“Life is not generous.”
It may not be surreal and ultraviolent like Dogtooth (and this certainly isn’t a measure of quality), but The Broken Circle Breakdown is undoubtedly one of the oddest Oscar nominees in recent memory. Beyond that, however, there’s something else – it just simply isn’t that great.
Usually, this is the kind of film I could really get into. Use of flashbacks! Music! Emotion! It’s like another Blue Valentine (which you probably know by now I love)! Aside from some good performances and music though, that’s where the comparisons end. Instead of heartwrending realism, documentary-style photography and avoiding of sentimentality which leads to valuable emotional payoff, overall making for an incredibly moving and beautiful experience, Broken Circle goes for the easy, cheap shots of getting an audience member involved.
This is the main weakness here. When a film makes you cry, it’s best if it’s for a reason, instead of just trying to claw its way into your heart. I found myself sobbing brokenly at a handful of scenes, and was feeling suitably depressed after, but not like it actually meant anything. I was just crying because it was raining, they were singing that song, in that place, at that time. Nothing else. It’s like being cheated into sadness, you get pushed and pushed over the edge into feeling something until you can’t take it anymore and burst.
However, this leads to an awful lot of spelling out every plot point (seriously, I understood the title in the very first scene, now move on), leaving absolutely nothing to the imagination. Regardless of the script’s failings being a result of bad subtitles or not, there is some truly awful, contrived and on-the-nose narrative turns here that make for some of the most eyeroll-inducing scenes of 2013. Throw all of this in with some restrained editing until the last ten minutes, where Van Groenigen throws all remaining caution to the wind and finishes with a sequence so truly odd and out-of-place I still don’t know how to describe it, an excellent performance from Veerle Baetens, and some music which saves the film, and you have one odd film that puzzles as to how it was a crowd-pleaser to academy audiences. Go figure.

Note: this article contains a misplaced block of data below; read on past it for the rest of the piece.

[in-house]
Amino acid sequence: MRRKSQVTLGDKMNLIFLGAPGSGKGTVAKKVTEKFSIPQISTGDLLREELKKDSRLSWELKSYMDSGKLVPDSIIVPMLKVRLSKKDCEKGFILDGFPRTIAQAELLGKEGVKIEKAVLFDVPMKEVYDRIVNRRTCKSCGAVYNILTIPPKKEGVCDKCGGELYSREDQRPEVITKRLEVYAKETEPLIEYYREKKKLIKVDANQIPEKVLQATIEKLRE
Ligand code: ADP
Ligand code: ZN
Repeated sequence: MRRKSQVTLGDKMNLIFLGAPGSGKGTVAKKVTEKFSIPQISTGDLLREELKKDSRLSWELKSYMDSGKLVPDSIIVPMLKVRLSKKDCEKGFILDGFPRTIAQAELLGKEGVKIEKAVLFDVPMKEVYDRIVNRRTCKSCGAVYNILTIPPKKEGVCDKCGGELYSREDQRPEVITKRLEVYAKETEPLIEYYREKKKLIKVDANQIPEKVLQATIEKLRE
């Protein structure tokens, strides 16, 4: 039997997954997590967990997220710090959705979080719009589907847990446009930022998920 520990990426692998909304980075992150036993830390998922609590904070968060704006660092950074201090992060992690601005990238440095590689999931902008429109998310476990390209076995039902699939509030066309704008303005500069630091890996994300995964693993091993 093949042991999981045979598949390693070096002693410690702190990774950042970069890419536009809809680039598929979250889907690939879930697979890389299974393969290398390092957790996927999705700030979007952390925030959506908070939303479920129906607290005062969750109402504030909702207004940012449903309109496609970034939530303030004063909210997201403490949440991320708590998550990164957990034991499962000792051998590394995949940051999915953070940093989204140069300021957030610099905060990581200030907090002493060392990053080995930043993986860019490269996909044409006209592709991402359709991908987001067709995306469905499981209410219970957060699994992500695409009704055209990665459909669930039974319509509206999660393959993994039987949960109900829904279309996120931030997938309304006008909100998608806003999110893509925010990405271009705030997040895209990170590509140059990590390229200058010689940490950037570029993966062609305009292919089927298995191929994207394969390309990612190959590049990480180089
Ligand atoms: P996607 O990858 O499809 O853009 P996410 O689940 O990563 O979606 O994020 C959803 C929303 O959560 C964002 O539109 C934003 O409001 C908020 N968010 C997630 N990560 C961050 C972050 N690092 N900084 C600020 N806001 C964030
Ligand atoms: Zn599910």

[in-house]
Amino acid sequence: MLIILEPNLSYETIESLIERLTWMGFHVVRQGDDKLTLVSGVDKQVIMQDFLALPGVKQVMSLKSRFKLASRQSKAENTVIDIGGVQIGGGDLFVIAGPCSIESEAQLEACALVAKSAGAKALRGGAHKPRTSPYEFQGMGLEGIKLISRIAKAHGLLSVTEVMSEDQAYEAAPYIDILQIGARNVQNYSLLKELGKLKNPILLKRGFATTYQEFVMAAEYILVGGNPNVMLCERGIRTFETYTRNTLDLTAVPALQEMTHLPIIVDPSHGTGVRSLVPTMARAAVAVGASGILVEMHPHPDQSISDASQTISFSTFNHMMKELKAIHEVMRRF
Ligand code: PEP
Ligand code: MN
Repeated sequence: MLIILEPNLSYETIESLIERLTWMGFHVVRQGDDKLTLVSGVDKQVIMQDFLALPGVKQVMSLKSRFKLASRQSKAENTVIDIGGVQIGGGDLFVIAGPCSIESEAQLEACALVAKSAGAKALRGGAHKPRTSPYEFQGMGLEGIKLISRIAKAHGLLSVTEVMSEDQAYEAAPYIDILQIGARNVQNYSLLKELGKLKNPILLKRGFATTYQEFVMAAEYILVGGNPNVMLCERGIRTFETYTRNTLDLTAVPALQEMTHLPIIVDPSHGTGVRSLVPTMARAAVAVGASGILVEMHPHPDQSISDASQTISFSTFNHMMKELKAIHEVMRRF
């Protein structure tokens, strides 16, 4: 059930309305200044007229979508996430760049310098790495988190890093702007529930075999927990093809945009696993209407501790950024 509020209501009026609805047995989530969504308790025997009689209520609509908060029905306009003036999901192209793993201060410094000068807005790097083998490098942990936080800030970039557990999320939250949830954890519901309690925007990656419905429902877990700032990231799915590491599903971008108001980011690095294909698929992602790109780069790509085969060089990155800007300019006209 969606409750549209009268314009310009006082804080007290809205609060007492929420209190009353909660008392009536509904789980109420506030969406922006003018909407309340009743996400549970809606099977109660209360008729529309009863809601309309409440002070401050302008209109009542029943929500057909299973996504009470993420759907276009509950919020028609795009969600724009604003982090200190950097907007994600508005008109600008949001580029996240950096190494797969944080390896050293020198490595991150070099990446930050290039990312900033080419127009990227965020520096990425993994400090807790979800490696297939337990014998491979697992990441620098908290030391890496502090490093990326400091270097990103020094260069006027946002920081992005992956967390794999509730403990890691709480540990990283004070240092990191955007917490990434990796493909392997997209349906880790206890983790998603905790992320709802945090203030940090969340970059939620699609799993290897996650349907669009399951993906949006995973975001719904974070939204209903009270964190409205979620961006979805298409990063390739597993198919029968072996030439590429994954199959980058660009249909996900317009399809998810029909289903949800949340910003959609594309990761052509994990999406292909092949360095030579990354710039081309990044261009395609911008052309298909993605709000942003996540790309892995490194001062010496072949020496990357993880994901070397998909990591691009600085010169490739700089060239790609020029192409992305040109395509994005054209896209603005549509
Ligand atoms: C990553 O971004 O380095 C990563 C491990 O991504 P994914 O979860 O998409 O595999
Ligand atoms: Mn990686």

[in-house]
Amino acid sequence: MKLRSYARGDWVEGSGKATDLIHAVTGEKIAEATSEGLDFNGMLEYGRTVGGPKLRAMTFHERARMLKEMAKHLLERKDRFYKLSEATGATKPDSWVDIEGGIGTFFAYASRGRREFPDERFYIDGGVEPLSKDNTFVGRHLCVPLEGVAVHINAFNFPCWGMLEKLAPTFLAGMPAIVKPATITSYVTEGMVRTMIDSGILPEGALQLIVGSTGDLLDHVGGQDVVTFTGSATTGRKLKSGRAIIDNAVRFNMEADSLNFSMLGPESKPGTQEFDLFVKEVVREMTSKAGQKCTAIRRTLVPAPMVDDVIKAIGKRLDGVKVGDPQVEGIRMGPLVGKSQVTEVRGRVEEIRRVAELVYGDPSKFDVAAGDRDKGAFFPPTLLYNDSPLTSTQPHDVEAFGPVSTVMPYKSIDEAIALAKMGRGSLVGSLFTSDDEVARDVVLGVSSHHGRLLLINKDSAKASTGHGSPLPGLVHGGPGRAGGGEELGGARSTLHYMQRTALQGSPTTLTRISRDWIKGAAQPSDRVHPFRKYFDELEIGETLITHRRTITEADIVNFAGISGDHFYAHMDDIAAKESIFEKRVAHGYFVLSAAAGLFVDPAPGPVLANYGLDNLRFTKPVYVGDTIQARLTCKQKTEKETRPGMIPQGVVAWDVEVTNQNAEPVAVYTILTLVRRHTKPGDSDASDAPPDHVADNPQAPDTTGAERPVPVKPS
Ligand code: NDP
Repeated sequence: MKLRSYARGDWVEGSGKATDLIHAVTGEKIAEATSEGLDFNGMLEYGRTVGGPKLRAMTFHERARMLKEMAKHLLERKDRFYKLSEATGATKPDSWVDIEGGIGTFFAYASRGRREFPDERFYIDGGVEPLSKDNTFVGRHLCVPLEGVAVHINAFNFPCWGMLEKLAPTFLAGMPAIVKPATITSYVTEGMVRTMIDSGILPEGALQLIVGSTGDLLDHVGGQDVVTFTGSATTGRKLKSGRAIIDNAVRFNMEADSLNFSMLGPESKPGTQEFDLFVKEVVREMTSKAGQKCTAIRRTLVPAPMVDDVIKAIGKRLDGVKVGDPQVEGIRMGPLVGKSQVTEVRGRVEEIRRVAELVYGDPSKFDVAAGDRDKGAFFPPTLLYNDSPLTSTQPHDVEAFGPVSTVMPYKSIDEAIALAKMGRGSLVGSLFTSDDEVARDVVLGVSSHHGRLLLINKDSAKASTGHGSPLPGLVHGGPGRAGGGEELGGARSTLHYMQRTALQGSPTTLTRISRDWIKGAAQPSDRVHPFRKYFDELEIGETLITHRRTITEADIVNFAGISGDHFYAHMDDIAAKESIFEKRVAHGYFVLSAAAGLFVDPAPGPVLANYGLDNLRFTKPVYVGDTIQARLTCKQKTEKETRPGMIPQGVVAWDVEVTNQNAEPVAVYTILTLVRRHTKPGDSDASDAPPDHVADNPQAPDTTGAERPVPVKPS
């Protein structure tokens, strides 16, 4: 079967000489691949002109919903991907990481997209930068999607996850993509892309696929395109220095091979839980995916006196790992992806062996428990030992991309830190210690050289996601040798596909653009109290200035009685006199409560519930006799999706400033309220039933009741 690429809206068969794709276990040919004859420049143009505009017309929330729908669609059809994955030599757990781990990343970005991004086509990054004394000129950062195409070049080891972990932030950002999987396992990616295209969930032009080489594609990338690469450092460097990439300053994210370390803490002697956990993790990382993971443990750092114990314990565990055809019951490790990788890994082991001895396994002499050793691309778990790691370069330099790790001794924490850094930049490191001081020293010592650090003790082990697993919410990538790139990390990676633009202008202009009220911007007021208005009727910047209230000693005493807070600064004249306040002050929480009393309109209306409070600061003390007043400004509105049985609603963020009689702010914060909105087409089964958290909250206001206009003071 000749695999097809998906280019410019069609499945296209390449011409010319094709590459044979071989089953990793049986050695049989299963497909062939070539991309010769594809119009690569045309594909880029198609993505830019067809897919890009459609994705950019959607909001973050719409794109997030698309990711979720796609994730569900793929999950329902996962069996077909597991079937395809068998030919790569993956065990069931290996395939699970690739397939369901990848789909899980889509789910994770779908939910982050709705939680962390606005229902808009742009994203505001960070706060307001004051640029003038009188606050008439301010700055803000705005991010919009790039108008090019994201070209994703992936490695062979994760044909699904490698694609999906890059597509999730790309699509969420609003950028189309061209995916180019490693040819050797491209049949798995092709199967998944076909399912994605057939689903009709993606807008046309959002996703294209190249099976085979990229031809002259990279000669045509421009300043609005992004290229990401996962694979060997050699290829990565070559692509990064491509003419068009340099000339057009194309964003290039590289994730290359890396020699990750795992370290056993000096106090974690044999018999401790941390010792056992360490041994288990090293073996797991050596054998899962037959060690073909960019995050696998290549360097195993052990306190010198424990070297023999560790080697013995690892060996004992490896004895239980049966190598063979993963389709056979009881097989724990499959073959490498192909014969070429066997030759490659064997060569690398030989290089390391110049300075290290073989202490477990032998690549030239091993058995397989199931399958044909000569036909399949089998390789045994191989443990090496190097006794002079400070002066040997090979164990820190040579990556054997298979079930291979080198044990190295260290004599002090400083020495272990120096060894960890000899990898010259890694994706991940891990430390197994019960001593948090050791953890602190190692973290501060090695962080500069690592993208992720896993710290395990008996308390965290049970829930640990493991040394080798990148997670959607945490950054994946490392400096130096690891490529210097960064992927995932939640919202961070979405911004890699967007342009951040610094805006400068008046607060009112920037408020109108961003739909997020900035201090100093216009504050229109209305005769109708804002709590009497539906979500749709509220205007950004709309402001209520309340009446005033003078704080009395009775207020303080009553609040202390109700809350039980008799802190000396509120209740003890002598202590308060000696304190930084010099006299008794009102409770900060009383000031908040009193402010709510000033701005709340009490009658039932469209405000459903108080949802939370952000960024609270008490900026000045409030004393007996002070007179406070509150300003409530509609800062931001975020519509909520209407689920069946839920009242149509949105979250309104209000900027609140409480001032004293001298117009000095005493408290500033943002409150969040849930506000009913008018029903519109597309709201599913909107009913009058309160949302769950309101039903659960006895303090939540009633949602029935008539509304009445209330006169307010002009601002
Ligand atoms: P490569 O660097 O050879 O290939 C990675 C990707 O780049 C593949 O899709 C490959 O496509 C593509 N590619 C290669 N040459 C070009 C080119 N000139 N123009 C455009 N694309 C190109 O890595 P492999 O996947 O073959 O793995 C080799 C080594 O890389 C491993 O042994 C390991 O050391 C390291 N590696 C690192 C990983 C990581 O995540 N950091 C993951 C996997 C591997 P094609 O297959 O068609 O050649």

The pursuit for absolutely no sugarcoating of the events could be perceived as almost admirable if it wasn’t so manipulative. In this age of softening blows with almost everything in sight, it should have been refreshing to come across a film like Broken Circlewhere there is literally no comfort in the final frame. Instead, I just wished they’d bite the bullet and just get rid of everyone.